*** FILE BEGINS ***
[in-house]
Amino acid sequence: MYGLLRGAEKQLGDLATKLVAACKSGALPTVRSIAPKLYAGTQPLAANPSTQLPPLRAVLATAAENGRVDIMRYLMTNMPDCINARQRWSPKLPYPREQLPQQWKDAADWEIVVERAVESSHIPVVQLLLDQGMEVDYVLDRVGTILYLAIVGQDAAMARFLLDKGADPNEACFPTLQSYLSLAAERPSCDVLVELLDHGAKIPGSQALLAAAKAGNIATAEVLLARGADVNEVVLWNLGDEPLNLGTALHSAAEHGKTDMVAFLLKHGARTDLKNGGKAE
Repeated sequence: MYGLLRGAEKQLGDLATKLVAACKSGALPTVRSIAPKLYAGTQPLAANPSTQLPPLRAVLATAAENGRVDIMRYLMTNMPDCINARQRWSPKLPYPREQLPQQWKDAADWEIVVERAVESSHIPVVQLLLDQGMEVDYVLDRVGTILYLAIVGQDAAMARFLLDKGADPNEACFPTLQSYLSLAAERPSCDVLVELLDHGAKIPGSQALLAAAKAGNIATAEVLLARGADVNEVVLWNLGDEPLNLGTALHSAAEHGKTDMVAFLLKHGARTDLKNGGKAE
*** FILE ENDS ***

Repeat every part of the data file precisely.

[in-house]
Amino acid sequence: MYGLLRGAEKQLGDLATKLVAACKSGALPTVRSIAPKLYAGTQPLAANPSTQLPPLRAVLATAAENGRVDIMRYLMTNMPDCINARQRWSPKLPYPREQLPQQWKDAADWEIVVERAVESSHIPVVQLLLDQGMEVDYVLDRVGTILYLAIVGQDAAMARFLLDKGADPNEACFPTLQSYLSLAAERPSCDVLVELLDHGAKIPGSQALLAAAKAGNIATAEVLLARGADVNEVVLWNLGDEPLNLGTALHSAAEHGKTDMVAFLLKHGARTDLKNGGKAE
Repeated sequence: MYGLLRGAEKQLGDLATKLVAACKSGALPTVRSIAPKLYAGTQPLAANPSTQLPPLRAVLATAAENGRVDIMRYLMTNMPDCINARQRWSPKLPYPREQLPQQWKDAADWEIVVERAVESSHIPVVQLLLDQGMEVDYVLDRVGTILYLAIVGQDAAMARFLLDKGADPNEACFPTLQSYLSLAAERPSCDVLVELLDHGAKIPGSQALLAAAKAGNIATAEVLLARGADVNEVVLWNLGDEPLNLGTALHSAAEHGKTDMVAFLLKHGARTDLKNGGKAE